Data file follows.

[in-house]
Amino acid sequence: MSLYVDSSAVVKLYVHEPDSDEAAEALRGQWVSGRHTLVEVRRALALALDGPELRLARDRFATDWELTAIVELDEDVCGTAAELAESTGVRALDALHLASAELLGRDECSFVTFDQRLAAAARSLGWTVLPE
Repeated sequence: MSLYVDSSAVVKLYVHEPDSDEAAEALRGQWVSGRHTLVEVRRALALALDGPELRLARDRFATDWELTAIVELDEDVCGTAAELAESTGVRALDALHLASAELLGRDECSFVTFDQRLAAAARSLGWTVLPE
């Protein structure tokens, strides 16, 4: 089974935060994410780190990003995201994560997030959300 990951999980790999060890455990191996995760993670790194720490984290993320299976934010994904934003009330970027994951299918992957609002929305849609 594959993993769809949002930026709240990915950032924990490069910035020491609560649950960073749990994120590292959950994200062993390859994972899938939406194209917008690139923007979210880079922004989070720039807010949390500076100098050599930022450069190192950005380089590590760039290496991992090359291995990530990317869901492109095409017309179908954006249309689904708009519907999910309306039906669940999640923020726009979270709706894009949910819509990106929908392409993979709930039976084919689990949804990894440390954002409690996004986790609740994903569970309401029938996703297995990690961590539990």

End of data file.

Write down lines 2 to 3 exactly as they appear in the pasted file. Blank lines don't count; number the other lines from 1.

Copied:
Amino acid sequence: MSLYVDSSAVVKLYVHEPDSDEAAEALRGQWVSGRHTLVEVRRALALALDGPELRLARDRFATDWELTAIVELDEDVCGTAAELAESTGVRALDALHLASAELLGRDECSFVTFDQRLAAAARSLGWTVLPE
Repeated sequence: MSLYVDSSAVVKLYVHEPDSDEAAEALRGQWVSGRHTLVEVRRALALALDGPELRLARDRFATDWELTAIVELDEDVCGTAAELAESTGVRALDALHLASAELLGRDECSFVTFDQRLAAAARSLGWTVLPE